A “bow-legged pair of petrified cowboy chaps” is how Edward Abbey once described Delicate Arch, that timeless example of Utah’s peculiar geology. In fact, it’s become such an icon that we see it on automobile license plates throughout the state. What we might not realize, though, is that there is nothing ‘timeless’ about Utah’s arches at all.

To help us understand this, let’s go back in time about 300 million years ago. At that time, inland seas routinely flowed into eastern Utah and evaporated, leaving behind a layer of salt that, in some places, is thousands of feet thick. During the next 200 million years, winds, oceans, and rivers deposited a rainbow of sediment layers in southern Utah. These sediments were eventually cemented into sandstones, limestones, and other sedimentary rocks.

Dynamic History of Arches: How nature builds an arch, Graphic Courtesy US National Parks Service
Click Graphic to
Learn How Nature Builds an Arch
Graphic Courtesy
US National Parks Service

Under the weight of all of these rock layers, along with the gradual uplift of the Colorado Plateau around 10 million years ago, the unstable salt layer below flowed like toothpaste. This caused the rock layers above to shift and buckle. Think of it as trying to build a brick house on top of a bed of mud- you would eventually have a house full of cracks.

In some areas, many parallel cracks formed at the surface, and as water flowed into these cracks, the sandstone eroded into tall vertical fins. Some of the fins collapsed over time, and some eroded in just the right way to form an arch. Arches continue to erode and will eventually collapse. But, at the same time, new arches will always form.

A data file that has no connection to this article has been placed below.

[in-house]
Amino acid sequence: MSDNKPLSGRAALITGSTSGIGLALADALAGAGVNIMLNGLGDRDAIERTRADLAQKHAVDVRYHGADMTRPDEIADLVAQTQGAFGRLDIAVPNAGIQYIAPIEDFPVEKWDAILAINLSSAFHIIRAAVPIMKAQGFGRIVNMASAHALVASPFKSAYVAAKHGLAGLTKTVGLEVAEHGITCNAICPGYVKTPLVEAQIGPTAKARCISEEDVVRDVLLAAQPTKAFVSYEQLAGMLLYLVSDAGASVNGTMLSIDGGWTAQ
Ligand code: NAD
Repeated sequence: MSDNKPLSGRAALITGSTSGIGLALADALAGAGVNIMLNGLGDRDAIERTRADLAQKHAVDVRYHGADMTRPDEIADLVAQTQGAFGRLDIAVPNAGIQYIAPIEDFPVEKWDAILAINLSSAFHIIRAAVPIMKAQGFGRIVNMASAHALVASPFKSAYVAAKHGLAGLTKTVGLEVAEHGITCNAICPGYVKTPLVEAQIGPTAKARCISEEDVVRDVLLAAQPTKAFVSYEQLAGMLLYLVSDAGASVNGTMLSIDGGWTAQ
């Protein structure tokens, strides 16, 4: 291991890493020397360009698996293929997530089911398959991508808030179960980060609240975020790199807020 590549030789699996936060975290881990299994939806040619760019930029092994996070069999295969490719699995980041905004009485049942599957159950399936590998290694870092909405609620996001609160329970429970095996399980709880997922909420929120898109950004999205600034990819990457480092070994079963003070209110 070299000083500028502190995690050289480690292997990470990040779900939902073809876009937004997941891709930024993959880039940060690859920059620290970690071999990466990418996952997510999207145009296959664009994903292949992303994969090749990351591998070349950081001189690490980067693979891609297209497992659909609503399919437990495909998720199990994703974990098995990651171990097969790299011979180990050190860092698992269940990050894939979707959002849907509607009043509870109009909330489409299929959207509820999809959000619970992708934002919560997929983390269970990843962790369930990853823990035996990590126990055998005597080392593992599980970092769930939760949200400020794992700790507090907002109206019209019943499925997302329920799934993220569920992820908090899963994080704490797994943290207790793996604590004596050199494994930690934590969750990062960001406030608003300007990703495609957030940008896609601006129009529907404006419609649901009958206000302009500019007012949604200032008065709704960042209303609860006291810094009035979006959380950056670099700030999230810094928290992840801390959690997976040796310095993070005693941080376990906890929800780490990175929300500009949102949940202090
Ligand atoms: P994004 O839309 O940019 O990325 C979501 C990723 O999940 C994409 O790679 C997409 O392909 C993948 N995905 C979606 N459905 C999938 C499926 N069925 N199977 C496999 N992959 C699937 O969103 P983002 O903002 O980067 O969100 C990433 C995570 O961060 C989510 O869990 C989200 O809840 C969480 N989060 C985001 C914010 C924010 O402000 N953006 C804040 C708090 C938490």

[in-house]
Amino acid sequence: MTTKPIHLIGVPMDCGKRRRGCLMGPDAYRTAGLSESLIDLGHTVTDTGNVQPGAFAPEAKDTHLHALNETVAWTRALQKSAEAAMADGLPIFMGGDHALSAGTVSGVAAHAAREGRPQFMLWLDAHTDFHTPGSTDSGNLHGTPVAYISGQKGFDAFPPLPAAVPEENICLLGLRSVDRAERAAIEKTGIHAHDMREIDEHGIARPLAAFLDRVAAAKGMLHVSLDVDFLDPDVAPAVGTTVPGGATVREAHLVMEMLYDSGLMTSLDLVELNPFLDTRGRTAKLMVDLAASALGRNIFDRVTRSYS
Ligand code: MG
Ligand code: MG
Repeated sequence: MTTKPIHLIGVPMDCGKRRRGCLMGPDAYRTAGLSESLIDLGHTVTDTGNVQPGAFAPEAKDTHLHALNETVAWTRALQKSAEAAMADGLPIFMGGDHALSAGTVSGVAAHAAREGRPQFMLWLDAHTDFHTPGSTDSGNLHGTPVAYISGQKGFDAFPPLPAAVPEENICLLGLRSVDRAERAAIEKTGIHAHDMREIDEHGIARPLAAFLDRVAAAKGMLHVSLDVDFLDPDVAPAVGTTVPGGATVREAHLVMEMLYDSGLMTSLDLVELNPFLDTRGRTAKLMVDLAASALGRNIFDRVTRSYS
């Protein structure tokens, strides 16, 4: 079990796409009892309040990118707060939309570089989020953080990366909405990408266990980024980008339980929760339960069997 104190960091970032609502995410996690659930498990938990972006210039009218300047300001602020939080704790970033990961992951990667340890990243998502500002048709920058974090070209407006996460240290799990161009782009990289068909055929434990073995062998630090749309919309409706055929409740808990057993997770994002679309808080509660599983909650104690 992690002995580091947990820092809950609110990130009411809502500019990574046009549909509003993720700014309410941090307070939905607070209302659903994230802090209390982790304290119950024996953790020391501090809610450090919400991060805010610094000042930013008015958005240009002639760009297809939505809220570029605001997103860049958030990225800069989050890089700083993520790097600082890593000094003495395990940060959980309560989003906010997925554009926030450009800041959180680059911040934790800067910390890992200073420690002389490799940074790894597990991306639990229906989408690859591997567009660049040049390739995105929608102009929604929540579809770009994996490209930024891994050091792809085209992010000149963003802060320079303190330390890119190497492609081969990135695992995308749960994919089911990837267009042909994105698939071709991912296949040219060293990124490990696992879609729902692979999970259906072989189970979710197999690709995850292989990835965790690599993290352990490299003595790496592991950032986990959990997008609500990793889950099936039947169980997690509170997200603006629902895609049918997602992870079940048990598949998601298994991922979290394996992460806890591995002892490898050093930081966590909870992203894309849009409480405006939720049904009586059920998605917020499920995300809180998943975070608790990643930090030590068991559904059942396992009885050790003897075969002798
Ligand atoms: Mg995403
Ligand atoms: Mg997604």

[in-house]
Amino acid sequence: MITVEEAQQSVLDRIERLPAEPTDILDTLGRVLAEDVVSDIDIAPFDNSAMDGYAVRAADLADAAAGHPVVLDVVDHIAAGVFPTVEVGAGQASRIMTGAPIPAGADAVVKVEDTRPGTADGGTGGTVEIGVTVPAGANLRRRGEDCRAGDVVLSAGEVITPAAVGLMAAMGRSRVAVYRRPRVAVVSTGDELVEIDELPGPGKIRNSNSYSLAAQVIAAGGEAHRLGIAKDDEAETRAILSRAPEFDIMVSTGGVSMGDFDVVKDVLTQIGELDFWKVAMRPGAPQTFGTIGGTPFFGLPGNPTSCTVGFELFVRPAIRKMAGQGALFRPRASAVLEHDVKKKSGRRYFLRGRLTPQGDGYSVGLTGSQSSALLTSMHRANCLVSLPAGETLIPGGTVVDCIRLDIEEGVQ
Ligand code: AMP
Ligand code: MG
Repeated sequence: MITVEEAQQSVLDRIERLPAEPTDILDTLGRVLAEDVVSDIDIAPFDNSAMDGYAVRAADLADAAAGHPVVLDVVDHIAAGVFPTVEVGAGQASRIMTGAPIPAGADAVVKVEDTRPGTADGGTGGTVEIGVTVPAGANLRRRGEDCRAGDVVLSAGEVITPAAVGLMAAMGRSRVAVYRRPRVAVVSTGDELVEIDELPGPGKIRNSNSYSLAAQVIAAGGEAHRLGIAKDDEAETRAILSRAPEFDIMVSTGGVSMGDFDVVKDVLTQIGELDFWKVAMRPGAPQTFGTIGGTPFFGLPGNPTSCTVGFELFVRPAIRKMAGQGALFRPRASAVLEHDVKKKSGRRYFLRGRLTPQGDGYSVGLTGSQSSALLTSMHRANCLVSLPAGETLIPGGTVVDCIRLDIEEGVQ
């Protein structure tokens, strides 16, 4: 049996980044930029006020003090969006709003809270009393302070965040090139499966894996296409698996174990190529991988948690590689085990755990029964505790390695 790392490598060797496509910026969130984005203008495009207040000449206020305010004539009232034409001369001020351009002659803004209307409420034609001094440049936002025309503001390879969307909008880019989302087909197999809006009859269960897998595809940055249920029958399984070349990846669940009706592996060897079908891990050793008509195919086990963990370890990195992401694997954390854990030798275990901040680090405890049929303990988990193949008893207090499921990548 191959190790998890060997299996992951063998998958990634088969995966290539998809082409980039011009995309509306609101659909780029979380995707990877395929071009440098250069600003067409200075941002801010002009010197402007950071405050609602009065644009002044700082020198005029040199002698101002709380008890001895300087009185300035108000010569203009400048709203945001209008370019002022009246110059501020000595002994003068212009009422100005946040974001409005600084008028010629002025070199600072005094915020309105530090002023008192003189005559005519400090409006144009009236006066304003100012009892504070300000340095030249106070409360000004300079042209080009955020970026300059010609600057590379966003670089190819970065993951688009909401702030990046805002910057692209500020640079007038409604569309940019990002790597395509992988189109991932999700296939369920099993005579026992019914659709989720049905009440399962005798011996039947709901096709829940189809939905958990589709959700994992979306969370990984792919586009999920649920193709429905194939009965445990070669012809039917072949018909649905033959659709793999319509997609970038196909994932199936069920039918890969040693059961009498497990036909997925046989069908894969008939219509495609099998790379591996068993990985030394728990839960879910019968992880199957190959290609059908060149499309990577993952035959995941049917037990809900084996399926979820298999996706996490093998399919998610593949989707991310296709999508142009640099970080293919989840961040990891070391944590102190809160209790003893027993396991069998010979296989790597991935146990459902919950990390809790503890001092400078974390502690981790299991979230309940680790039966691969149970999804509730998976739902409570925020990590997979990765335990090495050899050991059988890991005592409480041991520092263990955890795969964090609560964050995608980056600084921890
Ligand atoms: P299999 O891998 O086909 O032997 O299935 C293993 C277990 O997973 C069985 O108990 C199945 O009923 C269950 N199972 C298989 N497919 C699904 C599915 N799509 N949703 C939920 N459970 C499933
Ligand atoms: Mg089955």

There are over 2,000 catalogued arches just within Arches National Park. That’s a lot of arches within such a small area! Within the park, most of the arches have formed in the red, iron-rich Entrada sandstone, however the tan Navajo sandstone also has several. Other rock formations to be seen include spires, mesas, windows, natural bridges, and balanced rocks.

To learn more about Utah’s amazing geologic history, visit Arches National Park’s website at nps.gov/arch or the Utah Geological Survey’s website at geology.utah.gov. And, make sure to visit and explore Utah’s arches as often as you can. After all, they won’t be around forever…

For Wild About Utah, I’m Mark Larese-Casanova.
Credits:

Images: Courtesy US National Parks Service

Delicate Arch, Courtesy & Copyright Mark Larese-Casanova

Text:     Mark Larese-Casanova, Utah Master Naturalist Program at Utah State University Extension.
Additional Reading:

Desert Solitaire, Edward Abbey, http://www.amazon.com/Desert-Solitaire-Edward-Abbey/dp/0671695886

Arches National Park, US National Park Service, US Department of the Interior, www.nps.gov/arch/

Utah Geological Survey, State of Utah, www.geology.utah.gov